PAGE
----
Sprinting from room to room at the 2014 ABA Bar Leadership Institute (in order to address three different audiences, grouped by bar size), were: Tim Eigo, editor of the State Bar of Arizona’s Arizona Attorney; Mark A. Tarasiewicz, executive director of the Philadelphia Bar Association, and formerly its communications director; and Jamie A. Triplin, senior social media specialist at the District of Columbia Bar.
It’s likely that each session was a little different; this article is based on the tips that Eigo and Tarasiewicz offered to incoming presidents of bar associations with fewer than 2,000 members. (Note: Because Triplin also spoke at a later program focused on social media, we will cover her tips from this “sprint” and that later, more specific program in a combined article in the next issue.)
President’s pages: From dull to ‘Whoa!’
That’s how Eigo phrased the kind of help he was there to provide, and he came armed with plenty of examples of what makes a great president’s page. One key, Eigo said, is to think not just about what you want to say, but about why the reader should care. Thinking back on the 15 presidents he’s worked with, Eigo identified half a dozen ways to draw readers’ attention:
- Write about tips and tools that can help improve a reader’s practice.
- Highlight a great bar association program or speaker (but Eigo suggested not doing this in every column).
- Invite readers to email you about a particular topic or question, and then write about what you hear from them.
- Steal a great idea from someone else. For example, Eigo suggested reading mass-market magazines and perhaps borrowing their propensity toward lists.
- Use humor … sometimes.
- Include great images or a punchy title.
Eigo shared some specific examples of columns that went over especially well—most, but not all, from his own bar association:
- A column called “I Blew It,” in which a president wrote about the biggest mistake he made that year. “Everyone read it,” Eigo recalled.
- A column about the email scams that are directed at lawyers. The president got a fake check, and this was scanned and used as a visual.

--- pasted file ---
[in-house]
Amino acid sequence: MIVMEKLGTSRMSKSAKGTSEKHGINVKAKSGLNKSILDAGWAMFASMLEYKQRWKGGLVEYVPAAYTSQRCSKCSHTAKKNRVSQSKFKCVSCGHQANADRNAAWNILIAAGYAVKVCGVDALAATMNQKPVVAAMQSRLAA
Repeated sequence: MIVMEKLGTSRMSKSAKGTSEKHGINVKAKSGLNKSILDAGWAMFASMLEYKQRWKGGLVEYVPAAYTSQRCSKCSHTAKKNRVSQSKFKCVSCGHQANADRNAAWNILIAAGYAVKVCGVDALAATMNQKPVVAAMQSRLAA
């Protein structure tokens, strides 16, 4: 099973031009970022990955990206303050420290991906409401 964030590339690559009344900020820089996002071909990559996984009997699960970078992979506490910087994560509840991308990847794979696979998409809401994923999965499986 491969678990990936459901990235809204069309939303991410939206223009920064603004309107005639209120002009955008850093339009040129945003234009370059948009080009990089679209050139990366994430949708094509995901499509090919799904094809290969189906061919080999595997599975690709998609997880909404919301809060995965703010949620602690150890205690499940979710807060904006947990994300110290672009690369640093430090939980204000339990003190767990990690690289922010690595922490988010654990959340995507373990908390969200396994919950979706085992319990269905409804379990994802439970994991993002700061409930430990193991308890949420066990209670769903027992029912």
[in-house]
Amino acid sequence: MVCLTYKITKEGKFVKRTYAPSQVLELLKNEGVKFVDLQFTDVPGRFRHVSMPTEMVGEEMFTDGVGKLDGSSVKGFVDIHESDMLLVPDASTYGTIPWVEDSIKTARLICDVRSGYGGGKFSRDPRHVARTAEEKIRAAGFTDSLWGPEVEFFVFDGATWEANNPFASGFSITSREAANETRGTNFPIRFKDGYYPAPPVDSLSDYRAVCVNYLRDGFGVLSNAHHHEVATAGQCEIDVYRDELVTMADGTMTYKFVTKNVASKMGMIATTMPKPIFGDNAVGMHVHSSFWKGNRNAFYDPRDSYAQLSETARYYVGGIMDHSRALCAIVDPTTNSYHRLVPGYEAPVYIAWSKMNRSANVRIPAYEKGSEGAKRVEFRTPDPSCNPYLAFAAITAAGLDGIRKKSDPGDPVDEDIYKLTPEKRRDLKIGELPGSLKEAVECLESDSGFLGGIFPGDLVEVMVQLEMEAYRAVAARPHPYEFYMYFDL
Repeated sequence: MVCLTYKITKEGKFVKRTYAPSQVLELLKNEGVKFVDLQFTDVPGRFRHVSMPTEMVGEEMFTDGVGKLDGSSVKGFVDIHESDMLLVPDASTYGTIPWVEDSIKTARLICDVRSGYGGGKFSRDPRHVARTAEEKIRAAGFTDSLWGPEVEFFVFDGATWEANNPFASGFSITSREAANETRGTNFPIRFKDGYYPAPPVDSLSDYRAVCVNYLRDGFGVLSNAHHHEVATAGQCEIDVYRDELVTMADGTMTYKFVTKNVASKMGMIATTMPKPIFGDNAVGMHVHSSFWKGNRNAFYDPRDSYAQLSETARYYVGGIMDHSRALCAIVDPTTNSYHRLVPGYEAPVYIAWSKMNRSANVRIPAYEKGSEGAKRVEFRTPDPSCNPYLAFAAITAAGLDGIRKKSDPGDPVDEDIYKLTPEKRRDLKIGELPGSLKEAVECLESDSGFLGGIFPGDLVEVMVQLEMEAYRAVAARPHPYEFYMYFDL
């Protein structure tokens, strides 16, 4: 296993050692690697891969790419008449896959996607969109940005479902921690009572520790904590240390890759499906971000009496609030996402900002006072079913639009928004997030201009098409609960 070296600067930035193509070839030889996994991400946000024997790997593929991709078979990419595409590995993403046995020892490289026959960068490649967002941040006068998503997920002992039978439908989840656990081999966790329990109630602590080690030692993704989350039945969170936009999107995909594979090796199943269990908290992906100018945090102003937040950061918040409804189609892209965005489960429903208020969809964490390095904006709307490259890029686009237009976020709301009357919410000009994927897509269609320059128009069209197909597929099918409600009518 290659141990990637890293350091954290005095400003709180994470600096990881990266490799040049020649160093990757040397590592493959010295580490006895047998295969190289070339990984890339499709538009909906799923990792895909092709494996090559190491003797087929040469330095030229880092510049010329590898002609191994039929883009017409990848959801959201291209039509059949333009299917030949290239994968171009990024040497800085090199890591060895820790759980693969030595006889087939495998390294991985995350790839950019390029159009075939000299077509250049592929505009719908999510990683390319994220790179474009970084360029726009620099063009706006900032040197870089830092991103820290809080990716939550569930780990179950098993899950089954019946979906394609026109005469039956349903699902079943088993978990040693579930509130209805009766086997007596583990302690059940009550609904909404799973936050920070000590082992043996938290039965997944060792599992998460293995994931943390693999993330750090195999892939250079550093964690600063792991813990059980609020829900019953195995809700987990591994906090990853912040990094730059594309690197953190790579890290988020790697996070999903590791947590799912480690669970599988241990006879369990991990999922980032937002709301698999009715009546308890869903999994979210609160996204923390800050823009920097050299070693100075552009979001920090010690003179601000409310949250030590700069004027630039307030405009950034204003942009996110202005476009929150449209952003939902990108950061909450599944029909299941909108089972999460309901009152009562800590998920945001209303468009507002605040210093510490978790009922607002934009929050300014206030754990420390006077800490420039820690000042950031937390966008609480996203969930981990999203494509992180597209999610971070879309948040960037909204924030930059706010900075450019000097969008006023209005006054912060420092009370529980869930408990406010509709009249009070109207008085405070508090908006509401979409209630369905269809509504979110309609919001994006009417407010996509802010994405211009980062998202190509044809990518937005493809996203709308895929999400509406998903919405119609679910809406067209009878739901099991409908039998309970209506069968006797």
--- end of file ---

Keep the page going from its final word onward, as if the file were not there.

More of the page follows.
- For the annual art-themed issue, one president drew his self-portrait to use in place of his head shot. In a similar vein, another president wrote about having attended clown college—and allowed a red clown nose to be Photoshopped onto his head shot.
- One president wrote about dogs that help relieve stress in courthouses, and included a photo of his dog.
- From the New Hampshire Bar Association, there’s Jaye Rancourt’s “pizza dough” column, in which she wrote about carrying frozen pizza dough to court in her purse one day so it could thaw in time for dinner—and the fact that other attorneys, judges, clients, and pro se litigants who are short-tempered might be facing similar life-juggling challenges.
How do you come up with such compelling ideas? It takes planning, Eigo said. “The best time to think of story ideas was 20 years ago,” he believes. “The second best time is now.” If you begin now to jot down some notes during conversations with members, while attending movies or plays, or going about your life—including family life—you can start making a solid plan so you won’t have to panic over what to write about, Eigo said.
“Those that go into the year with a plan are going to do better” in their critical role as “chief engagement officer at the bar,” Eigo advised. How important is the president’s page to that part of the leader’s role? Enough that Eigo really doesn’t like the idea of doing away with the column or ceding it to a guest.